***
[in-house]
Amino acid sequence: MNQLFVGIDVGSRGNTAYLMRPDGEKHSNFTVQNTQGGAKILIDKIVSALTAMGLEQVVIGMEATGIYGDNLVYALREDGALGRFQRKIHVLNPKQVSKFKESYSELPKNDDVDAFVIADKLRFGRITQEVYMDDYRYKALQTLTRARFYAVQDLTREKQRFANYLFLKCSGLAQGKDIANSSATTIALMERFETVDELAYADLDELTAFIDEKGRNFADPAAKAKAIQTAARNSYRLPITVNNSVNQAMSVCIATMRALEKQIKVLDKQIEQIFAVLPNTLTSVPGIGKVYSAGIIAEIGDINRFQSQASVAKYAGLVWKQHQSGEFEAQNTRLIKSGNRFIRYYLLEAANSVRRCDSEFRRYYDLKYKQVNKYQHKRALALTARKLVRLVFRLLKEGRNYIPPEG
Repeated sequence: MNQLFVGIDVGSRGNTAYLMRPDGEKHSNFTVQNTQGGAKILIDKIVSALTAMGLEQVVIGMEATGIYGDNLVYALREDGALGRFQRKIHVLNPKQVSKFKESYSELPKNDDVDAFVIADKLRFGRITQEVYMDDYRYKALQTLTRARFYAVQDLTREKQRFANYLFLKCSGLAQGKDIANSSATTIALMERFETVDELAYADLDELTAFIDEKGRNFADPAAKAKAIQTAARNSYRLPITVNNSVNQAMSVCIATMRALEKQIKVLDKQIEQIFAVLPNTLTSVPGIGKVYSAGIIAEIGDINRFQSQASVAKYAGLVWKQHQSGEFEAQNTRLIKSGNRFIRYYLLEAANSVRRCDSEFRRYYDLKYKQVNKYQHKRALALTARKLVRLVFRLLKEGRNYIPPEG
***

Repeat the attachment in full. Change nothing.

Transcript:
[in-house]
Amino acid sequence: MNQLFVGIDVGSRGNTAYLMRPDGEKHSNFTVQNTQGGAKILIDKIVSALTAMGLEQVVIGMEATGIYGDNLVYALREDGALGRFQRKIHVLNPKQVSKFKESYSELPKNDDVDAFVIADKLRFGRITQEVYMDDYRYKALQTLTRARFYAVQDLTREKQRFANYLFLKCSGLAQGKDIANSSATTIALMERFETVDELAYADLDELTAFIDEKGRNFADPAAKAKAIQTAARNSYRLPITVNNSVNQAMSVCIATMRALEKQIKVLDKQIEQIFAVLPNTLTSVPGIGKVYSAGIIAEIGDINRFQSQASVAKYAGLVWKQHQSGEFEAQNTRLIKSGNRFIRYYLLEAANSVRRCDSEFRRYYDLKYKQVNKYQHKRALALTARKLVRLVFRLLKEGRNYIPPEG
Repeated sequence: MNQLFVGIDVGSRGNTAYLMRPDGEKHSNFTVQNTQGGAKILIDKIVSALTAMGLEQVVIGMEATGIYGDNLVYALREDGALGRFQRKIHVLNPKQVSKFKESYSELPKNDDVDAFVIADKLRFGRITQEVYMDDYRYKALQTLTRARFYAVQDLTREKQRFANYLFLKCSGLAQGKDIANSSATTIALMERFETVDELAYADLDELTAFIDEKGRNFADPAAKAKAIQTAARNSYRLPITVNNSVNQAMSVCIATMRALEKQIKVLDKQIEQIFAVLPNTLTSVPGIGKVYSAGIIAEIGDINRFQSQASVAKYAGLVWKQHQSGEFEAQNTRLIKSGNRFIRYYLLEAANSVRRCDSEFRRYYDLKYKQVNKYQHKRALALTARKLVRLVFRLLKEGRNYIPPEG